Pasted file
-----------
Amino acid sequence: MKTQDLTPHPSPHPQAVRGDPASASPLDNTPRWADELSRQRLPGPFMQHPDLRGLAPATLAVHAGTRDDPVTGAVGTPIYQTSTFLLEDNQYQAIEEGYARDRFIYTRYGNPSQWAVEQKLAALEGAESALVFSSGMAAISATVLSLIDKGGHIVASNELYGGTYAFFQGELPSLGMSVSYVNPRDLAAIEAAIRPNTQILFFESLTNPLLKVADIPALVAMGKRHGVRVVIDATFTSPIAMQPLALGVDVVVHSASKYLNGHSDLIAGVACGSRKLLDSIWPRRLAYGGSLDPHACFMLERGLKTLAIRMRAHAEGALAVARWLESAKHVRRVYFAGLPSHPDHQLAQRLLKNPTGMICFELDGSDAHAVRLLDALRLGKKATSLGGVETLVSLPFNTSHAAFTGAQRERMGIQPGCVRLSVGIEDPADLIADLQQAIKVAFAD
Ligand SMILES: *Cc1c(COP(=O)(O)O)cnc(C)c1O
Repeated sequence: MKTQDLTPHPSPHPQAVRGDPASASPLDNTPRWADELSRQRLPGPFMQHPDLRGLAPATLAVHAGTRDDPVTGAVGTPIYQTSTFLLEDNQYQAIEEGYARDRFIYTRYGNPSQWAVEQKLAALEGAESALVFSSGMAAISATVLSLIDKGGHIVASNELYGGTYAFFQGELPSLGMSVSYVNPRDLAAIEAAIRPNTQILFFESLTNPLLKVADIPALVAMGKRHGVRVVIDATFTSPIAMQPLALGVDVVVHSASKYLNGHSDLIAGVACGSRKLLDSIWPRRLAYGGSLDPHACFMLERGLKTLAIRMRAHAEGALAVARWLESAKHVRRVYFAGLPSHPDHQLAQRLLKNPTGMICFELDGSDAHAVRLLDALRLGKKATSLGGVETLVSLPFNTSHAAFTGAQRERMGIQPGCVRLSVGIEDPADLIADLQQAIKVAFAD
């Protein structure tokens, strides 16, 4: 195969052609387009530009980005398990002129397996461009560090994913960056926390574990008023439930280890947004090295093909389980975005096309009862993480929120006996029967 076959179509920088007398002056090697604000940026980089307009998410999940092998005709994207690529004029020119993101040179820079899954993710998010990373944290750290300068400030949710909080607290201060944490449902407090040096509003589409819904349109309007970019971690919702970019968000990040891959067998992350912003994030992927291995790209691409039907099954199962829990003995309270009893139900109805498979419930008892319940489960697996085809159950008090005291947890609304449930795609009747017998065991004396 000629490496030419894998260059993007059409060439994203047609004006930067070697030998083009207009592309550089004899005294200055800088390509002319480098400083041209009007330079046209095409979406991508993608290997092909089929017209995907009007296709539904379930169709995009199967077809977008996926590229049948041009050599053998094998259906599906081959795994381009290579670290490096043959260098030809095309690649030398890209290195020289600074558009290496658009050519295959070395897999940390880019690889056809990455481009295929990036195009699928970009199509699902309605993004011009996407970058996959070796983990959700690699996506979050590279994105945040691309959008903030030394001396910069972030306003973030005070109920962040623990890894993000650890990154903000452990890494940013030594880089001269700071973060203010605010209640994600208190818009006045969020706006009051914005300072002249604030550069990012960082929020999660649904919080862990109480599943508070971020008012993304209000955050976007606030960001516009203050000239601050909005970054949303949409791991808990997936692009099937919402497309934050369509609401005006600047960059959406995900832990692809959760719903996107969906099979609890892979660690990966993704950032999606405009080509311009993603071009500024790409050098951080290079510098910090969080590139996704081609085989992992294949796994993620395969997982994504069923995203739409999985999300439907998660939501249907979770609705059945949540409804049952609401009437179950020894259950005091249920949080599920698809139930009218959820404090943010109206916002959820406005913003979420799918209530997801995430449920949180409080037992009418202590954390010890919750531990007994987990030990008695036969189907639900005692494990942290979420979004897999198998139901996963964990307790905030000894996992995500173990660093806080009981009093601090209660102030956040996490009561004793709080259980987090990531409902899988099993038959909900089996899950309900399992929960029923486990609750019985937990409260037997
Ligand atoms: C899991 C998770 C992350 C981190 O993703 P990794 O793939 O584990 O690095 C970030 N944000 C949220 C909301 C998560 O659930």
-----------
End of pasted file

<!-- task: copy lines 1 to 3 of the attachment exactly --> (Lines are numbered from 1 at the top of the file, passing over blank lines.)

Amino acid sequence: MKTQDLTPHPSPHPQAVRGDPASASPLDNTPRWADELSRQRLPGPFMQHPDLRGLAPATLAVHAGTRDDPVTGAVGTPIYQTSTFLLEDNQYQAIEEGYARDRFIYTRYGNPSQWAVEQKLAALEGAESALVFSSGMAAISATVLSLIDKGGHIVASNELYGGTYAFFQGELPSLGMSVSYVNPRDLAAIEAAIRPNTQILFFESLTNPLLKVADIPALVAMGKRHGVRVVIDATFTSPIAMQPLALGVDVVVHSASKYLNGHSDLIAGVACGSRKLLDSIWPRRLAYGGSLDPHACFMLERGLKTLAIRMRAHAEGALAVARWLESAKHVRRVYFAGLPSHPDHQLAQRLLKNPTGMICFELDGSDAHAVRLLDALRLGKKATSLGGVETLVSLPFNTSHAAFTGAQRERMGIQPGCVRLSVGIEDPADLIADLQQAIKVAFAD
Ligand SMILES: *Cc1c(COP(=O)(O)O)cnc(C)c1O
Repeated sequence: MKTQDLTPHPSPHPQAVRGDPASASPLDNTPRWADELSRQRLPGPFMQHPDLRGLAPATLAVHAGTRDDPVTGAVGTPIYQTSTFLLEDNQYQAIEEGYARDRFIYTRYGNPSQWAVEQKLAALEGAESALVFSSGMAAISATVLSLIDKGGHIVASNELYGGTYAFFQGELPSLGMSVSYVNPRDLAAIEAAIRPNTQILFFESLTNPLLKVADIPALVAMGKRHGVRVVIDATFTSPIAMQPLALGVDVVVHSASKYLNGHSDLIAGVACGSRKLLDSIWPRRLAYGGSLDPHACFMLERGLKTLAIRMRAHAEGALAVARWLESAKHVRRVYFAGLPSHPDHQLAQRLLKNPTGMICFELDGSDAHAVRLLDALRLGKKATSLGGVETLVSLPFNTSHAAFTGAQRERMGIQPGCVRLSVGIEDPADLIADLQQAIKVAFAD